Minnesota Canola Production Centre

In the late 1980s, the Canola Council of Canada initiated Canola Production Centres (CPCs) to address the ongoing need for canola production technology transfer. The CPCs were a joint effort between producer groups, industry representatives, and government and extension personnel. The unique aspect of CPCs was its field scale agronomic trials utilizing commercial farm equipment which better represented the crop conditions experienced by producers.

In 1997, the Minnesota Canola Council sought funding for a joint CPC project between the Minnesota Canola Council, University of Minnesota, and the Canola Council of Canada. The purpose of the project was to establish a Canola Production Centre site in Minnesota. The role of the Canola Council of Canada was to provide technical expertise and supervisory support. This helped ensure that activities at this site would be consistent with activities at the Canadian CPCs. Funding for the project was approved in April 1998 and the Minnesota Canola Production Centre was born.

Since that time, the Minnesota Canola Production Centre has evolved into a research site which incorporates both large and small plot research trials which address the highest priority research needs within the canola industry in Minnesota.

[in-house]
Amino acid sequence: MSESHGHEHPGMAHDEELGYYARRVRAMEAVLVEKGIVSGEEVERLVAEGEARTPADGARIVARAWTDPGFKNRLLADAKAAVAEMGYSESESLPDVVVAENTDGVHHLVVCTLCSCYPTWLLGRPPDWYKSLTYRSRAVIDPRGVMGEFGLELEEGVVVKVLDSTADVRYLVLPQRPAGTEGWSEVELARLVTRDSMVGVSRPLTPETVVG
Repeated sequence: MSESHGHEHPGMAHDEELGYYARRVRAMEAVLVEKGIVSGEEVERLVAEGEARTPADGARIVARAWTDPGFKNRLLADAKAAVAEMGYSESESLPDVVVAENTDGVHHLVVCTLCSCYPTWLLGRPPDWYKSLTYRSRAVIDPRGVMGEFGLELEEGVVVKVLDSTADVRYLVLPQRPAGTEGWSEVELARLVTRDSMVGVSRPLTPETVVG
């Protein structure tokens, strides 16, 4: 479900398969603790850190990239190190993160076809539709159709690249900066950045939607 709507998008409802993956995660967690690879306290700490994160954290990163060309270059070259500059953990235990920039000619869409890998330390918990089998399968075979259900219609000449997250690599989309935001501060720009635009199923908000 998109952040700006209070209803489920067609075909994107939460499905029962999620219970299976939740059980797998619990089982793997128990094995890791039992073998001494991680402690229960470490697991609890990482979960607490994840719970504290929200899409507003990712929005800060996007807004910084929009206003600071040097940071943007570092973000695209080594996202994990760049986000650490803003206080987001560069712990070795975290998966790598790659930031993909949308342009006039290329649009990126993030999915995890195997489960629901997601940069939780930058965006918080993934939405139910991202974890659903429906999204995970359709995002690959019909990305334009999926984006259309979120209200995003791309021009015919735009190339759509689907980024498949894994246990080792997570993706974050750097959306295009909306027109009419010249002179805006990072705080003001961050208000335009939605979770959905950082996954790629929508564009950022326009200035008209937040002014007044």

In 2020, the Minnesota CPC was located at Northern Resources Cooperative in Roseau, MN. The trials include: 1) variety & systems; 2) seed shattering; 3) direct harvest vs. swathing; 4) nitrogen fertility rate, source, and timing; 5) fertility and direct harvest strategies in canola seeded in wide rows; 6) evaluation of several soil applied herbicides to reduce the potential development of herbicide (Roundup or Liberty) resistant weeds; 7) micronutrient fertility management; and 8) strategies to improve nitrogen use efficiency in canola.

Due to COVID-19 restrictions, details regarding the 2020 Minnesota Canola Council’s annual field day and golf outing have not yet been finalized. Please watch for further details as more information becomes available

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